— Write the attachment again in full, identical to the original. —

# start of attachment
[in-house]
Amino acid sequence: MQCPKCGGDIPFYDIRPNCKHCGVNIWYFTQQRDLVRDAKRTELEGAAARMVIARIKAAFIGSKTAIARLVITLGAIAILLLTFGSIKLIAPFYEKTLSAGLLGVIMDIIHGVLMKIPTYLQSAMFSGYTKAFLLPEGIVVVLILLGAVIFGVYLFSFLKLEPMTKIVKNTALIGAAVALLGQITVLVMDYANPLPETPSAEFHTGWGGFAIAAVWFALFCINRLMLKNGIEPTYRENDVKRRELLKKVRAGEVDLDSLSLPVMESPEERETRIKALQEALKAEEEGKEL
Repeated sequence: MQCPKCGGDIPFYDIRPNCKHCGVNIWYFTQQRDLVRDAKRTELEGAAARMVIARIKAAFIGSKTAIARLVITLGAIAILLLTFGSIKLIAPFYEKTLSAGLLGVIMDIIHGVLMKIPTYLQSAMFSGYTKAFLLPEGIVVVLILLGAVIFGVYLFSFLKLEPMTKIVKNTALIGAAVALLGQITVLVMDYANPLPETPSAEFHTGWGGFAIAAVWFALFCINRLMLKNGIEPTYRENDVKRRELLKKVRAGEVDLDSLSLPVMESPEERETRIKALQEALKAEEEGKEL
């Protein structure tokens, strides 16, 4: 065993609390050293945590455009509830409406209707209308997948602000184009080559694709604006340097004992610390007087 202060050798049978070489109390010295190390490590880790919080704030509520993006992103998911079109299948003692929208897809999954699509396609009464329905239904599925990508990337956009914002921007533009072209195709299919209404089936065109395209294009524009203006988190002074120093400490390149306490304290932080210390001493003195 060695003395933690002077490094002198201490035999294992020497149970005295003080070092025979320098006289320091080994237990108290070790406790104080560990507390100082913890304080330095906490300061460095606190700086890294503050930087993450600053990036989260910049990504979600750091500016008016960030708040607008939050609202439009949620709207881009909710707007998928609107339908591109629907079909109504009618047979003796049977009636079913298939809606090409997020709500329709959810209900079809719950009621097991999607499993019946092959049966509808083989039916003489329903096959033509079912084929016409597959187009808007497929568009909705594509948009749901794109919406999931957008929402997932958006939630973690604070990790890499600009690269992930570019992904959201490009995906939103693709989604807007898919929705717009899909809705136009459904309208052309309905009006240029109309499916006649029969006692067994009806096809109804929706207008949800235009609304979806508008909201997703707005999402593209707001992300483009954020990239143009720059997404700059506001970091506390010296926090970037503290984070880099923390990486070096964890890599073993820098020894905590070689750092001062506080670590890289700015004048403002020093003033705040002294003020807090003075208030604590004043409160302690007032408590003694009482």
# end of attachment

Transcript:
[in-house]
Amino acid sequence: MQCPKCGGDIPFYDIRPNCKHCGVNIWYFTQQRDLVRDAKRTELEGAAARMVIARIKAAFIGSKTAIARLVITLGAIAILLLTFGSIKLIAPFYEKTLSAGLLGVIMDIIHGVLMKIPTYLQSAMFSGYTKAFLLPEGIVVVLILLGAVIFGVYLFSFLKLEPMTKIVKNTALIGAAVALLGQITVLVMDYANPLPETPSAEFHTGWGGFAIAAVWFALFCINRLMLKNGIEPTYRENDVKRRELLKKVRAGEVDLDSLSLPVMESPEERETRIKALQEALKAEEEGKEL
Repeated sequence: MQCPKCGGDIPFYDIRPNCKHCGVNIWYFTQQRDLVRDAKRTELEGAAARMVIARIKAAFIGSKTAIARLVITLGAIAILLLTFGSIKLIAPFYEKTLSAGLLGVIMDIIHGVLMKIPTYLQSAMFSGYTKAFLLPEGIVVVLILLGAVIFGVYLFSFLKLEPMTKIVKNTALIGAAVALLGQITVLVMDYANPLPETPSAEFHTGWGGFAIAAVWFALFCINRLMLKNGIEPTYRENDVKRRELLKKVRAGEVDLDSLSLPVMESPEERETRIKALQEALKAEEEGKEL
């Protein structure tokens, strides 16, 4: 065993609390050293945590455009509830409406209707209308997948602000184009080559694709604006340097004992610390007087 202060050798049978070489109390010295190390490590880790919080704030509520993006992103998911079109299948003692929208897809999954699509396609009464329905239904599925990508990337956009914002921007533009072209195709299919209404089936065109395209294009524009203006988190002074120093400490390149306490304290932080210390001493003195 060695003395933690002077490094002198201490035999294992020497149970005295003080070092025979320098006289320091080994237990108290070790406790104080560990507390100082913890304080330095906490300061460095606190700086890294503050930087993450600053990036989260910049990504979600750091500016008016960030708040607008939050609202439009949620709207881009909710707007998928609107339908591109629907079909109504009618047979003796049977009636079913298939809606090409997020709500329709959810209900079809719950009621097991999607499993019946092959049966509808083989039916003489329903096959033509079912084929016409597959187009808007497929568009909705594509948009749901794109919406999931957008929402997932958006939630973690604070990790890499600009690269992930570019992904959201490009995906939103693709989604807007898919929705717009899909809705136009459904309208052309309905009006240029109309499916006649029969006692067994009806096809109804929706207008949800235009609304979806508008909201997703707005999402593209707001992300483009954020990239143009720059997404700059506001970091506390010296926090970037503290984070880099923390990486070096964890890599073993820098020894905590070689750092001062506080670590890289700015004048403002020093003033705040002294003020807090003075208030604590004043409160302690007032408590003694009482």